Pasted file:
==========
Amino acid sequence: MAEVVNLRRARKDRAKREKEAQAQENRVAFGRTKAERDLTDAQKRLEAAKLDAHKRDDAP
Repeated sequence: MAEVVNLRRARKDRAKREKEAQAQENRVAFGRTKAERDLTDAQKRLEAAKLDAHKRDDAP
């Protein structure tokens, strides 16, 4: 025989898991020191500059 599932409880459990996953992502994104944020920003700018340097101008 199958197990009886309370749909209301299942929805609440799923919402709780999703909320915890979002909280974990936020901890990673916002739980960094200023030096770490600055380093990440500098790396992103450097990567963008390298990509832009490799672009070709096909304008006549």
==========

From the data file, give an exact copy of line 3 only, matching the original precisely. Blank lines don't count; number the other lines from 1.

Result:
């Protein structure tokens, strides 16, 4: 025989898991020191500059 599932409880459990996953992502994104944020920003700018340097101008 199958197990009886309370749909209301299942929805609440799923919402709780999703909320915890979002909280974990936020901890990673916002739980960094200023030096770490600055380093990440500098790396992103450097990567963008390298990509832009490799672009070709096909304008006549």